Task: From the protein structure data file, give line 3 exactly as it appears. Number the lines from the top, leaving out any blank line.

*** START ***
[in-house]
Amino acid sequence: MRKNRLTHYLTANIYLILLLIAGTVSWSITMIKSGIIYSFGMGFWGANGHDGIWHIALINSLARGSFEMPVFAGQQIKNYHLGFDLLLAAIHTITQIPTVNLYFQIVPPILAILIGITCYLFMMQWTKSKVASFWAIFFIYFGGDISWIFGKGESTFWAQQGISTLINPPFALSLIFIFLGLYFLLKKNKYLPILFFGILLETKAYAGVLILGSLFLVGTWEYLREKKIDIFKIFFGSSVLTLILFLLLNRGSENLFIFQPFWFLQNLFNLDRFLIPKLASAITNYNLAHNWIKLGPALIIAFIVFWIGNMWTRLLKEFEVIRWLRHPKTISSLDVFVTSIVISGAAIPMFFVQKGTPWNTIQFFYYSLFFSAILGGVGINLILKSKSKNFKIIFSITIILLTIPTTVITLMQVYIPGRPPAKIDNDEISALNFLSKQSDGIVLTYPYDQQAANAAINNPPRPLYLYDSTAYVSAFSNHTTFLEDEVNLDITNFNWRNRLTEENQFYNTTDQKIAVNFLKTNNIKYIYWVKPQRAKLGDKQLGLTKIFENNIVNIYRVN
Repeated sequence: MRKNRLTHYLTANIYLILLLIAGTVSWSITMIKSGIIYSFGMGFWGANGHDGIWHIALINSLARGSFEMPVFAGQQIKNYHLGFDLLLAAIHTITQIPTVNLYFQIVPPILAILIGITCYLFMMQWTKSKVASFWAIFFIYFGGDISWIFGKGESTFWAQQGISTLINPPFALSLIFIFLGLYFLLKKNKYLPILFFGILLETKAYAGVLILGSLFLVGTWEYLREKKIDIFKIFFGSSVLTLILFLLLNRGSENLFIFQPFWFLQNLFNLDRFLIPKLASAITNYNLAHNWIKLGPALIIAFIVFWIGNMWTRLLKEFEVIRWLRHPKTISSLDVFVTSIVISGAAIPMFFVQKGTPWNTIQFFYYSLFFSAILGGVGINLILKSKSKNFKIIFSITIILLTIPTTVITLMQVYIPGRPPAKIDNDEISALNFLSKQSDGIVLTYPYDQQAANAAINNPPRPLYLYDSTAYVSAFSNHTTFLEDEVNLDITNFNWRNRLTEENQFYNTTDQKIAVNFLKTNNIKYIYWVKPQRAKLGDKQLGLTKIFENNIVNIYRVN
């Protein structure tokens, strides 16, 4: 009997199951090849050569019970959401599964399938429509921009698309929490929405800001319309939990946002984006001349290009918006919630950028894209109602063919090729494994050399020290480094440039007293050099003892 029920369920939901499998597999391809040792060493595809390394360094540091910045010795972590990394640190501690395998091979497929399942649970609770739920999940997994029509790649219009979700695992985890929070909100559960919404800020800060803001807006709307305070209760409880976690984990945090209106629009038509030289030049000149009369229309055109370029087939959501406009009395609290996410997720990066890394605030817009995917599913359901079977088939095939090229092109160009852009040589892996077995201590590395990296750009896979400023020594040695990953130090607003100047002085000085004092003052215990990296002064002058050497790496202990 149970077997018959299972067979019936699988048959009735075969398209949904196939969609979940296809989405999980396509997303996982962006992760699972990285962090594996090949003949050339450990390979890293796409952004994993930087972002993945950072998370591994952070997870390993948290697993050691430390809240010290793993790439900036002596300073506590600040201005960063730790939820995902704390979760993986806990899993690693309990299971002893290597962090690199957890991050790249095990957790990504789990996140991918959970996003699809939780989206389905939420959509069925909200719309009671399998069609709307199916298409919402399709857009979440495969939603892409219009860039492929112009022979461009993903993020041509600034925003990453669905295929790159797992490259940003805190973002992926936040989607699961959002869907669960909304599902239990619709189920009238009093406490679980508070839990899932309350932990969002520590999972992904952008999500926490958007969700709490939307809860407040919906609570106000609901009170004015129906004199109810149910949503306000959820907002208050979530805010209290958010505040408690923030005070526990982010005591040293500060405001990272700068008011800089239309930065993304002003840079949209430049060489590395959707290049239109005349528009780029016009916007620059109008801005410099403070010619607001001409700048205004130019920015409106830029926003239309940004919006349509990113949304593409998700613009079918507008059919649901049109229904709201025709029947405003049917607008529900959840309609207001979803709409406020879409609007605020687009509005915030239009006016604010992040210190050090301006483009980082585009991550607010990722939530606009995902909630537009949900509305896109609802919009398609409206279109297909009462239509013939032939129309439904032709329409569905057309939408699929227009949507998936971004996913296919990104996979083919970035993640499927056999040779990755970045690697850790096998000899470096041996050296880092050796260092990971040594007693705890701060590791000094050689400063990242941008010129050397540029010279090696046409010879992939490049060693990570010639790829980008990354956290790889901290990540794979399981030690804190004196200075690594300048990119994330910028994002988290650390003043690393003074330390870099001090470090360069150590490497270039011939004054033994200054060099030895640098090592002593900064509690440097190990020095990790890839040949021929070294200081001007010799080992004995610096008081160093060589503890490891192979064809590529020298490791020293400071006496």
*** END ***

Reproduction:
Repeated sequence: MRKNRLTHYLTANIYLILLLIAGTVSWSITMIKSGIIYSFGMGFWGANGHDGIWHIALINSLARGSFEMPVFAGQQIKNYHLGFDLLLAAIHTITQIPTVNLYFQIVPPILAILIGITCYLFMMQWTKSKVASFWAIFFIYFGGDISWIFGKGESTFWAQQGISTLINPPFALSLIFIFLGLYFLLKKNKYLPILFFGILLETKAYAGVLILGSLFLVGTWEYLREKKIDIFKIFFGSSVLTLILFLLLNRGSENLFIFQPFWFLQNLFNLDRFLIPKLASAITNYNLAHNWIKLGPALIIAFIVFWIGNMWTRLLKEFEVIRWLRHPKTISSLDVFVTSIVISGAAIPMFFVQKGTPWNTIQFFYYSLFFSAILGGVGINLILKSKSKNFKIIFSITIILLTIPTTVITLMQVYIPGRPPAKIDNDEISALNFLSKQSDGIVLTYPYDQQAANAAINNPPRPLYLYDSTAYVSAFSNHTTFLEDEVNLDITNFNWRNRLTEENQFYNTTDQKIAVNFLKTNNIKYIYWVKPQRAKLGDKQLGLTKIFENNIVNIYRVN